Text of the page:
An integrated self (being whole, consistent with views and actions, resisting evil desires, self-reflection), a personal identity (things that one stands for, integrity is the core of that person’s identity), and morally clean hands (defines the “bottom line” of what a person is willing to do and not to do) are three components of integrity.2
Integrity is a “complex set of values that have to be considered as a whole, a relational framework of values that exist for defined communities and individuals.”3 A value is defined as “relative worth, merit or importance.”4 Values guide our decision making, how we live our lives, and shape our consciousness.5 A virtue is defined as “moral excellence, goodness, righteousness.”4
Integrity can also be viewed as a personal and social virtue, emphasizing the point that integrity is made up of different values. “Acting with the virtue of integrity does not threaten the respect for life, integrity, well-being, and flourishing of others.”6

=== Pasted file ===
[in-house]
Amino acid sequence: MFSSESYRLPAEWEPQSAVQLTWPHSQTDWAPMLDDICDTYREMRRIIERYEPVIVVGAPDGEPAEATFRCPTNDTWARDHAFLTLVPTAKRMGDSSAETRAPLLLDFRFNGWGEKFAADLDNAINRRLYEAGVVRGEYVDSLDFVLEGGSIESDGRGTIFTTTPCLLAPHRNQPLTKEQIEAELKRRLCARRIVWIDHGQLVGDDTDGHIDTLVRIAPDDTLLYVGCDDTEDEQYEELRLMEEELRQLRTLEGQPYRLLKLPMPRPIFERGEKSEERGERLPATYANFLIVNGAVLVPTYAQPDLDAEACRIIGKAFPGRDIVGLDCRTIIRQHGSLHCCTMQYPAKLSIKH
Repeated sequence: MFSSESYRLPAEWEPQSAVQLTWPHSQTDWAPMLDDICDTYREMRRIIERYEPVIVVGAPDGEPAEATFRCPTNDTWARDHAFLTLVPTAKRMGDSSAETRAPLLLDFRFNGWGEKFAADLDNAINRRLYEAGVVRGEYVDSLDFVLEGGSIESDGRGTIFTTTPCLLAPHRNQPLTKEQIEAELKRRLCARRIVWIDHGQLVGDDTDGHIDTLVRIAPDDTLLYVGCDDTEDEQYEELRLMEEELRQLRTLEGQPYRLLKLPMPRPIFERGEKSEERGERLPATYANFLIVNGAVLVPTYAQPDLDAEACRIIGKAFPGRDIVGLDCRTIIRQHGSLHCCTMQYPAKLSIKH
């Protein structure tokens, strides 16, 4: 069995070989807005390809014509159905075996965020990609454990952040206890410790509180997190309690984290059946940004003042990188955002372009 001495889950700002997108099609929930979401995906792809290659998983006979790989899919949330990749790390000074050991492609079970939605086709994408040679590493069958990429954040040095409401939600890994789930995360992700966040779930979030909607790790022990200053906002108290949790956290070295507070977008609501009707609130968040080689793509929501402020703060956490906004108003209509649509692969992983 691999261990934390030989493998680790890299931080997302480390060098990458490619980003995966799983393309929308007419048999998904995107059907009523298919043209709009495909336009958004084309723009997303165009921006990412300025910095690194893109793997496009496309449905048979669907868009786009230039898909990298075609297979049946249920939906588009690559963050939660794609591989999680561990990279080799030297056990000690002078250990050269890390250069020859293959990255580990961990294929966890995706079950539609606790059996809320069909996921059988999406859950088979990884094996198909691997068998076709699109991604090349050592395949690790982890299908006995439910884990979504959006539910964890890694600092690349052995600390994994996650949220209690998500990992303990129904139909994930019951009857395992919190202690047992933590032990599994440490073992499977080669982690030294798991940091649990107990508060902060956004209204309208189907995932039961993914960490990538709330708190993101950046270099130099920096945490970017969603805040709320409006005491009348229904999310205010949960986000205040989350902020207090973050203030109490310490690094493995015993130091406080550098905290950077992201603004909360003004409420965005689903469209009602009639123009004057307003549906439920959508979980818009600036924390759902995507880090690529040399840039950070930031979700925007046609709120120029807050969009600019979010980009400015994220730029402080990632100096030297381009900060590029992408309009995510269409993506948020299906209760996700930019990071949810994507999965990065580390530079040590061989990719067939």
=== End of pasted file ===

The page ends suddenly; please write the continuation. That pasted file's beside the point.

Integrity is living up to one’s own standards and having character. “Integrity is a noun… One acts with integrity; integrity is distanced from the act in a way that honesty, truthfulness, courage and so on are not.”3
Integrity is seen as the reason behind an individual acting as they do, not the actual act itself, and personal integrity is often seen as the core value for delivering ethical healthcare. 3
Integrity is witnessed when an individual goes beyond what the codes and rules state and see’s that acting outside of these guidelines will better patient outcomes and safety, and in their view is the “right thing to do.”3
In order to practice with integrity, a person must know themselves and know others to give fully competent and just care; “be both self- regarding and other-regarding to balance interest in self and others.”7